But then you get a contrast from kids who are out on their particular ledges and you never really know what happens. All I’m armed with are the numbers and you know that’s not what I’m trained to do. I’m a writer, I’m a poet, and I’m a performer. I’m not a counsellor, I don’t have that training to help kids through their particular woes. Some kids you hear from and they come back and they’re like. “you really saved my life,” and other kids disappear into the ether and you don’t know.
There’s nothing you can say to a kid that’s going to be like, “here’s the answer to your problem.” A lot of it is stuff that they don’t want to hear, that it’s just going to take time. Your life will change. To them, school goes on forever and ever, especially when you’re in it.
A lot of discussion about dealing with bullying seems to put the onus on those who are bullied to fix their situation and forgive their bullies. What do you think about that concept and have you been able to forgive your bullies?
Yeah, I see what school is and I’m distanced enough from school now to see it for what it is and it’s a lot of people just guessing. Not every trespass is the same, and that makes the hurt unequal so it’s hard to say, “here’s the bottom line thing you should do,” because not everyone has the exact same experience.
A lot of us can put our hands up and say that we’ve been bullied, but to what extent? There was a young woman who was being bullied in school and then all of a sudden, one day, her bullies invited her to have lunch with them and they took her out into the woods. And then they just left her there. And that doesn’t sound like a big deal, they just left her there but then as she tells this story… she’s blind.
At a certain point bullying becomes something else, it becomes reckless endangerment, it becomes assault. So it’s up to people to decide what is bullying to you what does it mean to you.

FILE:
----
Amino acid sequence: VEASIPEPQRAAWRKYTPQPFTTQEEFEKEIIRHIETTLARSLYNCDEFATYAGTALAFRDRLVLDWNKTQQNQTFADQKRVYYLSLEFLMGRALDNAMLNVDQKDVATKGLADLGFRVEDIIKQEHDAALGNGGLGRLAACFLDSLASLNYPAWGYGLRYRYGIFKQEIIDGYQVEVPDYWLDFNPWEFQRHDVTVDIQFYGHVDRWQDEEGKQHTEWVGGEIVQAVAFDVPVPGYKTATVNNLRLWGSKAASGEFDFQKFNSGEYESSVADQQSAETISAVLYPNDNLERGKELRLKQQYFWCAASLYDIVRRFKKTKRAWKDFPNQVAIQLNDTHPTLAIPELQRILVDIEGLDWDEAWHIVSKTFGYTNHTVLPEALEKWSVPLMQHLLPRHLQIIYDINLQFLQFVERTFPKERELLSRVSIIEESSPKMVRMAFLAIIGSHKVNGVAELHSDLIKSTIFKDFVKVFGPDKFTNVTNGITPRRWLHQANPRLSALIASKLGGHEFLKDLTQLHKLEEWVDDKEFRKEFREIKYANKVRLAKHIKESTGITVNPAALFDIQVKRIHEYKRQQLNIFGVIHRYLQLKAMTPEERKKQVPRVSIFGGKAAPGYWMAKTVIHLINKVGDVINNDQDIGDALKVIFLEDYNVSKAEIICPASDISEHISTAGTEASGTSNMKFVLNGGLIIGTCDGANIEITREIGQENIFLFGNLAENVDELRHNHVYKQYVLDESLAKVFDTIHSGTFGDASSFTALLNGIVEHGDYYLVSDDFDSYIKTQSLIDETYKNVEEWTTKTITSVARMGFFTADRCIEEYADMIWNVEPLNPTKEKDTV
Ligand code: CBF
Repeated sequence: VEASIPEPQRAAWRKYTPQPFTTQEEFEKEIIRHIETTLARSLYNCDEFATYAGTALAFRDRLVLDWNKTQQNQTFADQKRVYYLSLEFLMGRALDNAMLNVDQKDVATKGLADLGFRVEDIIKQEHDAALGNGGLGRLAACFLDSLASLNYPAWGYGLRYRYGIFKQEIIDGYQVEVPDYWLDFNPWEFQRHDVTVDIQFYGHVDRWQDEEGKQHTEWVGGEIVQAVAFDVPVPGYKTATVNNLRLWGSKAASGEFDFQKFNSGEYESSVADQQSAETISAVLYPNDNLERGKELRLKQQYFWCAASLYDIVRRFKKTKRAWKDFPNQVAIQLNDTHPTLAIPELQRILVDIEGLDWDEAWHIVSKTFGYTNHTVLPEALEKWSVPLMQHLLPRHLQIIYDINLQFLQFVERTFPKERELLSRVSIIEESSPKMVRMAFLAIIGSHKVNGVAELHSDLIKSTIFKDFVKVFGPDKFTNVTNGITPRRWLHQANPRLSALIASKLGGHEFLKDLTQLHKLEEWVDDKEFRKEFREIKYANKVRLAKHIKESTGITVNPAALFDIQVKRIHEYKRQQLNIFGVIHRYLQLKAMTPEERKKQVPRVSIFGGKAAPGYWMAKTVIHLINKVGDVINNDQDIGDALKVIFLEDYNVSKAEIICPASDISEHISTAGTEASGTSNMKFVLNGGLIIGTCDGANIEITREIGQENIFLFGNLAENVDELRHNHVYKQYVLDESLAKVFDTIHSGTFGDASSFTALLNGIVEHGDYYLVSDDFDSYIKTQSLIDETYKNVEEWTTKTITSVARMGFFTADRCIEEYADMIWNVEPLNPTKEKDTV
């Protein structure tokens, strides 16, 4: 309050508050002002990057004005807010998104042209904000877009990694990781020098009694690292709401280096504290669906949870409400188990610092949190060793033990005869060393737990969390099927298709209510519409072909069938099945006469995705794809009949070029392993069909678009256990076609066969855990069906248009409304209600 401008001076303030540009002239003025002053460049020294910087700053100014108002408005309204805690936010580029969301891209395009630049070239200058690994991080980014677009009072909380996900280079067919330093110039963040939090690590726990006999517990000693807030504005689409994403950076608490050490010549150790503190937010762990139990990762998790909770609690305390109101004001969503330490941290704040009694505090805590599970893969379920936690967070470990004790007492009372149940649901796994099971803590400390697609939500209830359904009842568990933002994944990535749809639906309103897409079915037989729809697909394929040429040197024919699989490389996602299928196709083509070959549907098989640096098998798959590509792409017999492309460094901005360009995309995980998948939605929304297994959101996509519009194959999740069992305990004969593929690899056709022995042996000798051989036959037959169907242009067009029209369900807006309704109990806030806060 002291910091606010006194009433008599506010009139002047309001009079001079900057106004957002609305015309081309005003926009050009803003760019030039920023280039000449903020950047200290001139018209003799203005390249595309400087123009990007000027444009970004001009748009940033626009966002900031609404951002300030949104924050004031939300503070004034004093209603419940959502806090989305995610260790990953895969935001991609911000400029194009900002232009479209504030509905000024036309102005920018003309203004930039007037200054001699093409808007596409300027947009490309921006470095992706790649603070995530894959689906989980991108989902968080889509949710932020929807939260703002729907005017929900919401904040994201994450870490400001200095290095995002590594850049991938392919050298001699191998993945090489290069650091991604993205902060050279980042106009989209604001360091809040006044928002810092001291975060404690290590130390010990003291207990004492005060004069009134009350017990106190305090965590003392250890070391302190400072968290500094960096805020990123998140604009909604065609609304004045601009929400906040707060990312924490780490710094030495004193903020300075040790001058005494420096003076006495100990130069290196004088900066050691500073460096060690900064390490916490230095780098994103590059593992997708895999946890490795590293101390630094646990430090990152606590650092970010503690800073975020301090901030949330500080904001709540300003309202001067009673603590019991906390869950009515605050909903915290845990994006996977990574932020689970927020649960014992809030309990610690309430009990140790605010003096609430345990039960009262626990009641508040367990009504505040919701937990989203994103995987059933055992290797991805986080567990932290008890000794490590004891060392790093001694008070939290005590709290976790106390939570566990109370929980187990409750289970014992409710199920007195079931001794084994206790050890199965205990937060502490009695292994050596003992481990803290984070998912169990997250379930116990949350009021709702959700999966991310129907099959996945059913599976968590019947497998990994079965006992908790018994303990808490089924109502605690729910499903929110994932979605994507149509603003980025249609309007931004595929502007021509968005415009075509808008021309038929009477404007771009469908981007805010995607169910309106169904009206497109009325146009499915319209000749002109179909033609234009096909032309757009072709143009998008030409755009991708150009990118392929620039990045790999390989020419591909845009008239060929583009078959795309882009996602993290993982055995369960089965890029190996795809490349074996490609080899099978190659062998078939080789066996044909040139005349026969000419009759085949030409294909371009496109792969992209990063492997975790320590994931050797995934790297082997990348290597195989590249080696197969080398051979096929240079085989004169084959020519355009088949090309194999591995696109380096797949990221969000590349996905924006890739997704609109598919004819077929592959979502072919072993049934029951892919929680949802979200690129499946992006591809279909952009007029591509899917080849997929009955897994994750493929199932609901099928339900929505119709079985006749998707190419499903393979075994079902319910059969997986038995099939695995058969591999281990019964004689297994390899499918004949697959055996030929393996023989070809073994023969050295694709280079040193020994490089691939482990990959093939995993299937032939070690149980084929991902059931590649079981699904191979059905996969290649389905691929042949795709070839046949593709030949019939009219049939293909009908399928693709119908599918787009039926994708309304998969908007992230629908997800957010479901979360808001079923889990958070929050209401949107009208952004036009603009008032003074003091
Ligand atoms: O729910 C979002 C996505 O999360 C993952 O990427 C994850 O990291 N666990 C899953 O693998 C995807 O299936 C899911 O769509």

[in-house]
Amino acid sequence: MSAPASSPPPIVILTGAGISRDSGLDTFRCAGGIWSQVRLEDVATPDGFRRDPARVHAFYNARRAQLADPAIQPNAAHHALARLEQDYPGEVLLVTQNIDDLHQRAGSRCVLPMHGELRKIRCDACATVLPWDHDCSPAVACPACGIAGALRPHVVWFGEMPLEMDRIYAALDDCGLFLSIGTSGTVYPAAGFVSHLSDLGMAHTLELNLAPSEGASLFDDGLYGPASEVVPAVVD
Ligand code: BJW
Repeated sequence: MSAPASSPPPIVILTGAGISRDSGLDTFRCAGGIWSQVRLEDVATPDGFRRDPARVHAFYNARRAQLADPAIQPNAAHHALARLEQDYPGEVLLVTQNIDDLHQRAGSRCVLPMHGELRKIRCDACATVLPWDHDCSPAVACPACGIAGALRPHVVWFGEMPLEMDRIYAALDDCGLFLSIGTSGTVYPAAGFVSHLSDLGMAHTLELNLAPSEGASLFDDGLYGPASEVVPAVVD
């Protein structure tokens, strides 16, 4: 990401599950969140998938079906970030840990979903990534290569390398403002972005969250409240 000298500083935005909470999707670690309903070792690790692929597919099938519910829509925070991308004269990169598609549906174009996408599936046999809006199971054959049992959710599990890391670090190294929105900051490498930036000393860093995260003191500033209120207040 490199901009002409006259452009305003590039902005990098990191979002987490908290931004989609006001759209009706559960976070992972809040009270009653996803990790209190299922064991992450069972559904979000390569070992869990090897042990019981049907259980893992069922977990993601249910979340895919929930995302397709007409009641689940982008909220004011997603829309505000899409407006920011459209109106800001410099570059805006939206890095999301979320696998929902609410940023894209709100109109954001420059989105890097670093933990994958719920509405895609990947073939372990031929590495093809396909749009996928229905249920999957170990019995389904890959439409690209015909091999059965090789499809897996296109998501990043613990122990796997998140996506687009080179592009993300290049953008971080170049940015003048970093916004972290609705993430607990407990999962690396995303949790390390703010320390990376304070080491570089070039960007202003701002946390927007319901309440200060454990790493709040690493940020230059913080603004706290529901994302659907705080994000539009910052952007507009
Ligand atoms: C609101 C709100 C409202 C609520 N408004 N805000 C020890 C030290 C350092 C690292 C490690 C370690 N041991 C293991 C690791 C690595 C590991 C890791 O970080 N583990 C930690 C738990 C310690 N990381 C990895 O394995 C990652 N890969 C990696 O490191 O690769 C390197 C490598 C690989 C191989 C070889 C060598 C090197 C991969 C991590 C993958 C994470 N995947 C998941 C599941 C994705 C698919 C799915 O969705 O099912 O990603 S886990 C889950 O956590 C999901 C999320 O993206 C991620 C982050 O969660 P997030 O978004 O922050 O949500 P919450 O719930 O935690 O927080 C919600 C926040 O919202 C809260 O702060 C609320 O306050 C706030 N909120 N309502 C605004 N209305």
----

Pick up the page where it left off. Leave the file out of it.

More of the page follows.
How do you feel when you get off the stage? Is there a sense of emotional relief?
Honestly, it’s become exhaustion more and more. You’re stepping into emotional spaces over and over again and they’re not places that you want to exist all the time. I want levity in my life. I want happiness and I want joy and there’s a lot of that in the show. I think when people come to the show they’re surprised because they think it’s going to be this very dark journey through this person’s life. I survive based on levity that’s what preserves my sanity and it’s become a very big part of my life.
So what do you hope that people get out of coming to your shows?
I’m really just trying to give them permission to be emotional beings. I think we live in a world that everyone is being told for the sake of productivity, you’ve got to shut that shit off. I think more and more, people are losing that side of themselves. So I’m really just trying to take people on a tour with themselves and remind them this is a safe place to do that.
Thank you for doing this interview, Shane. I look forward to seeing you perform.
Shane Koyczan is performing at the Bronson Centre (211 Bronson Ave) on Tuesday November 14 at 8pm. Tickets cost $25 online and are available in person at Vertigo Records and Compact Music.